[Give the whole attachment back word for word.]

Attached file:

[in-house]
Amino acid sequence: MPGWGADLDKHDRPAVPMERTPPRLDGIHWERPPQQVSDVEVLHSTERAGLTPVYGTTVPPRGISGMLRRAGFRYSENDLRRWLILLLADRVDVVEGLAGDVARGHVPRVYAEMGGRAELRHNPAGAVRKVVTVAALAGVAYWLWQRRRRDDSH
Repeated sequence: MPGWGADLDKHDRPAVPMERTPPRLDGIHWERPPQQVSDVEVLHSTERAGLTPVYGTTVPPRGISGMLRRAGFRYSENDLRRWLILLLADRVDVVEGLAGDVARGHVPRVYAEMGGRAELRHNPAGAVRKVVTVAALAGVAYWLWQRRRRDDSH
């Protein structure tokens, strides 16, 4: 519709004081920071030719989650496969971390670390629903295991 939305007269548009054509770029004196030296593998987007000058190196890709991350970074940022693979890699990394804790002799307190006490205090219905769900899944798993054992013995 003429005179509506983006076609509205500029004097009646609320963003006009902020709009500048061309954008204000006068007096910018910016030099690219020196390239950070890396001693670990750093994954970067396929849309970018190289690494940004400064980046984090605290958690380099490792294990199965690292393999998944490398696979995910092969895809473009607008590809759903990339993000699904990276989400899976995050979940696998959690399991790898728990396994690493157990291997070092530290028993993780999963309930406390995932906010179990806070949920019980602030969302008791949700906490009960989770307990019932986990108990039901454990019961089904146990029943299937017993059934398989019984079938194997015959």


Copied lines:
[in-house]
Amino acid sequence: MPGWGADLDKHDRPAVPMERTPPRLDGIHWERPPQQVSDVEVLHSTERAGLTPVYGTTVPPRGISGMLRRAGFRYSENDLRRWLILLLADRVDVVEGLAGDVARGHVPRVYAEMGGRAELRHNPAGAVRKVVTVAALAGVAYWLWQRRRRDDSH
Repeated sequence: MPGWGADLDKHDRPAVPMERTPPRLDGIHWERPPQQVSDVEVLHSTERAGLTPVYGTTVPPRGISGMLRRAGFRYSENDLRRWLILLLADRVDVVEGLAGDVARGHVPRVYAEMGGRAELRHNPAGAVRKVVTVAALAGVAYWLWQRRRRDDSH
């Protein structure tokens, strides 16, 4: 519709004081920071030719989650496969971390670390629903295991 939305007269548009054509770029004196030296593998987007000058190196890709991350970074940022693979890699990394804790002799307190006490205090219905769900899944798993054992013995 003429005179509506983006076609509205500029004097009646609320963003006009902020709009500048061309954008204000006068007096910018910016030099690219020196390239950070890396001693670990750093994954970067396929849309970018190289690494940004400064980046984090605290958690380099490792294990199965690292393999998944490398696979995910092969895809473009607008590809759903990339993000699904990276989400899976995050979940696998959690399991790898728990396994690493157990291997070092530290028993993780999963309930406390995932906010179990806070949920019980602030969302008791949700906490009960989770307990019932986990108990039901454990019961089904146990029943299937017993059934398989019984079938194997015959």